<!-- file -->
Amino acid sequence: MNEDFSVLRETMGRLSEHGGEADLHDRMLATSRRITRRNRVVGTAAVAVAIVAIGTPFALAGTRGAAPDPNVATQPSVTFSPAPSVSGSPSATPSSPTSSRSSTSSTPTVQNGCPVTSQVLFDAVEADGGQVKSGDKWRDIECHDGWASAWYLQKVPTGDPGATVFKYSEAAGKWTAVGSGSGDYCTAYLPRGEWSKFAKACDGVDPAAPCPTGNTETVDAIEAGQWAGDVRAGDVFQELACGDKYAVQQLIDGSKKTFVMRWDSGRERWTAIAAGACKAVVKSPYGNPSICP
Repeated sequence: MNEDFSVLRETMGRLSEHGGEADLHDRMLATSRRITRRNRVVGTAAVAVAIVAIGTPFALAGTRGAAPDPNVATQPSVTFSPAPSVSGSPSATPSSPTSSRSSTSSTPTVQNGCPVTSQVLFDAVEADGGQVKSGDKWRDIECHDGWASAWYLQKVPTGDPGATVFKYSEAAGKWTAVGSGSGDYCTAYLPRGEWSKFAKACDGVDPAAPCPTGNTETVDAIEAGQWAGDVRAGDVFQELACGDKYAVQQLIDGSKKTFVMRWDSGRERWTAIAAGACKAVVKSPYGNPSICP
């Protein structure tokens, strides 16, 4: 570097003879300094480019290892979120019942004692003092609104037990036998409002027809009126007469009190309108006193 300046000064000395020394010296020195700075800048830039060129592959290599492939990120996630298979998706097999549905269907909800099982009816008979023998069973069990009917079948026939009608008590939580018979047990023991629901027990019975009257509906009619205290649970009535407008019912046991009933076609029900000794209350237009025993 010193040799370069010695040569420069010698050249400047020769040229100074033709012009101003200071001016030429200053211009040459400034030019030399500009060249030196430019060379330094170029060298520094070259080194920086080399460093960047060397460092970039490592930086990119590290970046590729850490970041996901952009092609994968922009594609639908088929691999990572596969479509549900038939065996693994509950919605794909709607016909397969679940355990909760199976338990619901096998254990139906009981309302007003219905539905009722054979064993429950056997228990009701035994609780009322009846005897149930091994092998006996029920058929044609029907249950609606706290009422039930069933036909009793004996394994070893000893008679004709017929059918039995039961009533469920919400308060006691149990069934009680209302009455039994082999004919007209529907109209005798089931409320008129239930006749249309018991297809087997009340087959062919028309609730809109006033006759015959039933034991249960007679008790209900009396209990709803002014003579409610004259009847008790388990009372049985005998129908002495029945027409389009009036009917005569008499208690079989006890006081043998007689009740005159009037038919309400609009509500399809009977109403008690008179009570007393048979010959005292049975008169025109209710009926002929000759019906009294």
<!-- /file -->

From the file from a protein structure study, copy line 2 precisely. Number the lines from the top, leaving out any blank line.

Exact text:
Repeated sequence: MNEDFSVLRETMGRLSEHGGEADLHDRMLATSRRITRRNRVVGTAAVAVAIVAIGTPFALAGTRGAAPDPNVATQPSVTFSPAPSVSGSPSATPSSPTSSRSSTSSTPTVQNGCPVTSQVLFDAVEADGGQVKSGDKWRDIECHDGWASAWYLQKVPTGDPGATVFKYSEAAGKWTAVGSGSGDYCTAYLPRGEWSKFAKACDGVDPAAPCPTGNTETVDAIEAGQWAGDVRAGDVFQELACGDKYAVQQLIDGSKKTFVMRWDSGRERWTAIAAGACKAVVKSPYGNPSICP